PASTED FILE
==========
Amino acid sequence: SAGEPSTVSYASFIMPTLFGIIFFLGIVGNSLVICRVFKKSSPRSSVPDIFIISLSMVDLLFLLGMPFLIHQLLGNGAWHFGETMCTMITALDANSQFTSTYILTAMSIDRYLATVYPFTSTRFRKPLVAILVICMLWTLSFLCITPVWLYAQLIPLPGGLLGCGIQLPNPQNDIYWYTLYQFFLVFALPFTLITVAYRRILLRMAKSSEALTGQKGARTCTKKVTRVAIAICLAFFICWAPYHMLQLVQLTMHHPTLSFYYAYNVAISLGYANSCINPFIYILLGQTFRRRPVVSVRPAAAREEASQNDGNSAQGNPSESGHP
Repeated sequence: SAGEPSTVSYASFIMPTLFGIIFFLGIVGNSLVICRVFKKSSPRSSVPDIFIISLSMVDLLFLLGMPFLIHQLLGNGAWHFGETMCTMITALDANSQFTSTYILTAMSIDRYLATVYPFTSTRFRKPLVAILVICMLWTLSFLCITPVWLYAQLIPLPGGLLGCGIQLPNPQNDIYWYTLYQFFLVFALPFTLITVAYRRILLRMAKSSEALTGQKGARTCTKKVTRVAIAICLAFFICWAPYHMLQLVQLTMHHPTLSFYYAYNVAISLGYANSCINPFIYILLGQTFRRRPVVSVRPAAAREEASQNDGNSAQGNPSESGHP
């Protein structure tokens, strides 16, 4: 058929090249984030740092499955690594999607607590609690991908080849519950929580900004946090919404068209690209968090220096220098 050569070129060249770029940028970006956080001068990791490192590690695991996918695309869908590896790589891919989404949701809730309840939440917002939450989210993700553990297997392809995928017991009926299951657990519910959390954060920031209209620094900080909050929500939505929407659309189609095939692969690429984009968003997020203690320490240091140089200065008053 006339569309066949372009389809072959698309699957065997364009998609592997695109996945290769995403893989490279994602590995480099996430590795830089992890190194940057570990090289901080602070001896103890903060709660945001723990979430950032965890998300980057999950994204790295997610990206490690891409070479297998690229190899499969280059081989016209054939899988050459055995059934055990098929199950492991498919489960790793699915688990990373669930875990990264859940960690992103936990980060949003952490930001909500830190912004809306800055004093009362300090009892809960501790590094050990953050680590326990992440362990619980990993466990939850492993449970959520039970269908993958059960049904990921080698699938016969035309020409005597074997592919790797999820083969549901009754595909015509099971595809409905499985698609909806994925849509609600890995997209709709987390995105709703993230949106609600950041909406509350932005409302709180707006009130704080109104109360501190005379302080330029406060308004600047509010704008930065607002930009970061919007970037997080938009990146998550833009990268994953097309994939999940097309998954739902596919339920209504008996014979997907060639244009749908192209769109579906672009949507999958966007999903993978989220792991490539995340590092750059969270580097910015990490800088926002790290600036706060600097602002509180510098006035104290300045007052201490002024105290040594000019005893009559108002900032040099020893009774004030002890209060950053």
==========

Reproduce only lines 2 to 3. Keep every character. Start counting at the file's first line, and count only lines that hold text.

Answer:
Repeated sequence: SAGEPSTVSYASFIMPTLFGIIFFLGIVGNSLVICRVFKKSSPRSSVPDIFIISLSMVDLLFLLGMPFLIHQLLGNGAWHFGETMCTMITALDANSQFTSTYILTAMSIDRYLATVYPFTSTRFRKPLVAILVICMLWTLSFLCITPVWLYAQLIPLPGGLLGCGIQLPNPQNDIYWYTLYQFFLVFALPFTLITVAYRRILLRMAKSSEALTGQKGARTCTKKVTRVAIAICLAFFICWAPYHMLQLVQLTMHHPTLSFYYAYNVAISLGYANSCINPFIYILLGQTFRRRPVVSVRPAAAREEASQNDGNSAQGNPSESGHP
């Protein structure tokens, strides 16, 4: 058929090249984030740092499955690594999607607590609690991908080849519950929580900004946090919404068209690209968090220096220098 050569070129060249770029940028970006956080001068990791490192590690695991996918695309869908590896790589891919989404949701809730309840939440917002939450989210993700553990297997392809995928017991009926299951657990519910959390954060920031209209620094900080909050929500939505929407659309189609095939692969690429984009968003997020203690320490240091140089200065008053 006339569309066949372009389809072959698309699957065997364009998609592997695109996945290769995403893989490279994602590995480099996430590795830089992890190194940057570990090289901080602070001896103890903060709660945001723990979430950032965890998300980057999950994204790295997610990206490690891409070479297998690229190899499969280059081989016209054939899988050459055995059934055990098929199950492991498919489960790793699915688990990373669930875990990264859940960690992103936990980060949003952490930001909500830190912004809306800055004093009362300090009892809960501790590094050990953050680590326990992440362990619980990993466990939850492993449970959520039970269908993958059960049904990921080698699938016969035309020409005597074997592919790797999820083969549901009754595909015509099971595809409905499985698609909806994925849509609600890995997209709709987390995105709703993230949106609600950041909406509350932005409302709180707006009130704080109104109360501190005379302080330029406060308004600047509010704008930065607002930009970061919007970037997080938009990146998550833009990268994953097309994939999940097309998954739902596919339920209504008996014979997907060639244009749908192209769109579906672009949507999958966007999903993978989220792991490539995340590092750059969270580097910015990490800088926002790290600036706060600097602002509180510098006035104290300045007052201490002024105290040594000019005893009559108002900032040099020893009774004030002890209060950053």